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The Druid of Shannara
Author: Terry Brooks

Publisher: Orbit Books
ISBN: 9781841495521
Pages: 464
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Written as the second part of a four part series, Terry Brooks' The Druid of Shannara continues a larger series begun by the author in 1977 with the publishing of The Sword of Shannara. In its second incarnation, the world of Shannara is thrown into chaos, not by evil magic seeking to dominate, but rather by evil magic that wishes to leech the life force from the Four Lands. This departure is the first of many characteristics that ensures the longevity of Mr. Brooks' career; a career that is still growing.
The first of these features is adaptation. Brooks is able to use the same setting for all of his stories. He spaces the events of the first and second series four hundred years apart so that he can continue to use pre-existing themes in new situations. He retains the Leah and Ohmsford families as the protectors of the Four Lands, but the evil they fight is not the evil of the Warlock Lord. In addition, new players are introduced to the story. These include the Federation and the Freeborn Liberation Movement, both of whom will have lasting effects of the Four Lands for centuries to come.
Mr. Brooks' ability to expand and revise his own creation ensures that the plot of his works are never boring. It the constant change also means that readers are always in the same place. What I mean is that someone who did not read the first series could easily begin the second series and not be completely lost (I should know because I started with the third series). The evolution of the world and the characters in the world leads to increased sophistication and development as the novel progresses.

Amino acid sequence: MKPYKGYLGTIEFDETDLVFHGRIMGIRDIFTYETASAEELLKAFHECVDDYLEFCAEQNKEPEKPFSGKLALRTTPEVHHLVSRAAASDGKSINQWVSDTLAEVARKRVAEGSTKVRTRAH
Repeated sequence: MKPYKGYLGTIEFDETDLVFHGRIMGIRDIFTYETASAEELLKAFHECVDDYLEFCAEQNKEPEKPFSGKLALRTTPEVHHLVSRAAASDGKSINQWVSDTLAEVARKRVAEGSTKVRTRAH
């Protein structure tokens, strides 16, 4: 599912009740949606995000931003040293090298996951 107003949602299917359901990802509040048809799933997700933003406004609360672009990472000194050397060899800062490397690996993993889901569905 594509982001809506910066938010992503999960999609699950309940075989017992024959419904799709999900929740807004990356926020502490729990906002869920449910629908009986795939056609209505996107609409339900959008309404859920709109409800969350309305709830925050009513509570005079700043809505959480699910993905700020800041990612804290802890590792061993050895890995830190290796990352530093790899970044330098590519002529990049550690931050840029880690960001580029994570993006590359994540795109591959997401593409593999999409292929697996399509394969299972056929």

Characters in the novel also portray unique elements in Brooks' style. Readers can easily connect with the druid Walker, who studies the ways of Paranor against his own will. Quickening, the daughter of the King of the Silver River, has the gift of healing, usually expressed by her calm, soothing, words which warm and inspire the company into action. There is also the rash character of Par Ohmsford who makes decisions irrationally and then suffers the consequences of hasty plans. Then there is Par's alter-ego and brother, Coll, who supports his brother and yet adds a hint of rationalism to the story.
Readers connect to characters. Brooks understands this concept and creates for each character a soul that mirrors emotions. It is very easy to feel the grief when a character dies in and Terry Brooks novel, because the reader follows that character from the beginning of their journey, where he or she is usually young and irresponsible, to an emotional maturity that is gained only through experience, and too often, loss.
Brooks writes in a style that moves from one event to the other. He does not waste time exploring unimportant information, and if an event has not bearing on the plot, he does not include it. This quick moving adventure enthralls most readers, who want more that nothing else, to see the conclusion of the novel to learn the fates of the characters.
Finally, Brooks has created a world for modern adventurers. The possibilities of one's imagination are endless, it only needs a jump start every once and a while. Brooks' continuing evolution of the Shanarra series is proof of the power of imagination. He has created a world that the reader has no map to except in his own mind. Brooks presents characters to fill this world that readers can easily associate with either their own lives, or the lives of someone they know. A combination of all of these factors has ensured he survival of the Shanarra series, and provides the foundation for its future growth. "
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